By Adam Zaretsky
Adam Zaretsky is an American Wet-Lab Art Practitioner mixing Ecology, Biotechnology, Non-human Relations, Body Performance and Gastronomy. Makery invites him for a summer series of speculative texts based on his own artistic practice and the ethical and philosophical questions he raises regarding contemporary biological research.
As a follow-up to the Open Source Body symposium and festival organised by the Makery medialab this May at the Cité Internationale des Arts as part of the European ART4MED programme, we are opening our columns this summer to Adam Zaretsky, a pioneer in the field of bioart, a provocative performer and a troublemaker in biotechnological research, for a series of speculative texts on the ethical and philosophical questions raised by his own artistic practice as well as by contemporary biological research.
Adam Zaretsky is a Wet-Lab Art Practitioner mixing Ecology, Biotechnology, Non-human Relations, Body Performance and Gastronomy. Zaretsky stages lively, hands-on bioart production labs based on topics such as: foreign species invasion (pure/impure), radical food science (edible/inedible), jazz bioinformatics (code/flesh), tissue culture (undead/semi-alive), transgenic design issues (traits/desires), interactive ethology (person/machine/non-human) and physiology (performance/stress). A former researcher at the MIT department of biology, Adam runs a public life arts school: VASTAL (The Vivoarts School for Transgenic Aesthetics Ltd.). His art practice focuses on an array of legal, ethical, social and libidinal implications of biotechnological materials and methods with a focus on transgenic humans.
His first text, “Transgenic Ecology: An Oxymoron?” questions the possibility of a “Homo Sapiens Solaris” and what it would imply in a possible future.
Transgenic Ecology: An Oxymoron? Global Foreign Solar Species Invasion
What if we made stable transgenic zebrafish who were able to feed off of sunlight? The application of this methodology might save farmers money. Eliminating the need to pay to feed farmed fish (or other livestock) would certainly cut down on expenses. Solar cows, solar pigs, solar chickens would free up edible grain for hungry humans without sacrificing human tendencies for flesh consumption. On the other hand, if solar powered livestock became released from captivity, we might be in the middle of a global foreign solar species invasion.
It is a dystopian worry but we have to consider the ecological effect on the oceans, the deserts, the cities, the tundra and the jungles when teeming with exotic solar powered feral, free range, diasporic lifeforms. How would this affect endangered species, native species and global ecology in general? Do we know enough about the metabolism of planet earth to go about geo-engineering applied global sustainability? Whether the escape from industry is due to intentional release or escape of their own instinctual volition, what will be the result of solar powered species reproducing freely in the environment? Artificial leaves with spines might leave retrograde, non-solar powered, heritage species at a great fitness disadvantage. How might this effect living diversity?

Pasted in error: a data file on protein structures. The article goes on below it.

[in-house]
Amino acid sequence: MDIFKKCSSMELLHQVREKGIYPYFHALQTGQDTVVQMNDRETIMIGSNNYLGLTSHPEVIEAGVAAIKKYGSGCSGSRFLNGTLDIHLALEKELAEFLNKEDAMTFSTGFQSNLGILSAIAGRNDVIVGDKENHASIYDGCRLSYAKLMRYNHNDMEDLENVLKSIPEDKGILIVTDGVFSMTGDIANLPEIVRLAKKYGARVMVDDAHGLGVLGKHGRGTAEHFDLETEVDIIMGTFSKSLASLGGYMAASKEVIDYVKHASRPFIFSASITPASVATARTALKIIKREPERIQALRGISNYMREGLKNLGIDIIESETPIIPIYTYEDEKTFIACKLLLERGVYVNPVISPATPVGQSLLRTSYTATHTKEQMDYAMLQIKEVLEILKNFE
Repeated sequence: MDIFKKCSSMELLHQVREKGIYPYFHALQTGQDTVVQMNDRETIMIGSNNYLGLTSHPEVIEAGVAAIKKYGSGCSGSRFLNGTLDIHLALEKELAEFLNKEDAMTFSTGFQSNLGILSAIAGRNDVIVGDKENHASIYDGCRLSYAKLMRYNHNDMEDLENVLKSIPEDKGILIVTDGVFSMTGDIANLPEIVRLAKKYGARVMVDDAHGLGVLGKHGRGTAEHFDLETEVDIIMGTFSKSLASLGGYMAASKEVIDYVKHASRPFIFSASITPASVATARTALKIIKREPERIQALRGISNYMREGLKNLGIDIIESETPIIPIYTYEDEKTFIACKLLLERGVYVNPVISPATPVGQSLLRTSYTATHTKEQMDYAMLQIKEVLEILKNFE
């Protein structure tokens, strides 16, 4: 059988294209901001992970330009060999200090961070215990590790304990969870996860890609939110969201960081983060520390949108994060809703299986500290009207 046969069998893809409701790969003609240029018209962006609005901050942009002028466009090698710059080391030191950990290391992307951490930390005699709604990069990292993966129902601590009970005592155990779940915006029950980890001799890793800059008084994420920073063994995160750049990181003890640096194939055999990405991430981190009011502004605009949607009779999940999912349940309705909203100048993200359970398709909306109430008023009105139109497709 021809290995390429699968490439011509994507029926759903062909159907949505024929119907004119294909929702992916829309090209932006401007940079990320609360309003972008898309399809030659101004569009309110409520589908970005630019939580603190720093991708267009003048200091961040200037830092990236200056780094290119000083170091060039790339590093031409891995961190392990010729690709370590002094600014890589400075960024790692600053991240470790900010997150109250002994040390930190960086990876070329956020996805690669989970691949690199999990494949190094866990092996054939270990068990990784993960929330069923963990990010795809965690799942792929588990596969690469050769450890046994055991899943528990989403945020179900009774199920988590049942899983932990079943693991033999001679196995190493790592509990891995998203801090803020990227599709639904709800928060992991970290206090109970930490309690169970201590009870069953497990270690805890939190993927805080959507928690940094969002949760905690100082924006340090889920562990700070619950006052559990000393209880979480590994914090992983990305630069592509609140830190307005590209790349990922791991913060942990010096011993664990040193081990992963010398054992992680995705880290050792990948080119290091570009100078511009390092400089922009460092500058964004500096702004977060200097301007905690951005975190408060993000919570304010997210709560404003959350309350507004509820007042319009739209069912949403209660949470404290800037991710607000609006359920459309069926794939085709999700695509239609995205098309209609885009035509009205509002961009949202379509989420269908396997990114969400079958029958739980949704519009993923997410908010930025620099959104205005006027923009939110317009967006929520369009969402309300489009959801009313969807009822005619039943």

Food Politics: Photosynthetic Food Critique
Until we become fully photosynthetic, and no longer eat, we can still talk about the aesthetics of eating solar powered animals. What kind of meat can we make with technology? For instance, yet to go to market hordes of pigs have been bred “true through transgenic technology to express spinach desaturase gene known as FAD2.” This means that the pork chops from these pigs have inbuilt extra omega-3 oils usually found in spinach, fish and snake oils. “This study is the first time that a plant gene has been functionally expressed in a complex mammalian system. This success may open the road towards the production of pork that is better for the consumer.” The new veggie pork is applauded among geneticists and industry breeders as a way to, “facilitate public acceptance of genetically modified food and pave the way for the commercial production of transgenic animals. … It will be possible to deliver better bacon in the next decade or so.”
These fresh piglets have the latest extras. They are retrofitted with the newest aesthetic productions of genetic enhancement the industry can offer. Are these pigs aesthetically kitsch because of their consumerist potential? Or is a spinach pig just strange enough to lift itself off the kitsch gravy train and into spectacular disgust? Really, doesn’t it depend how the pork chops taste? Using your imagination, how different do you hypothesize solar fish, solar chicken, solar pig or other solar meat will taste? Is photosynthetic meat unappetizing to you? Why or why not?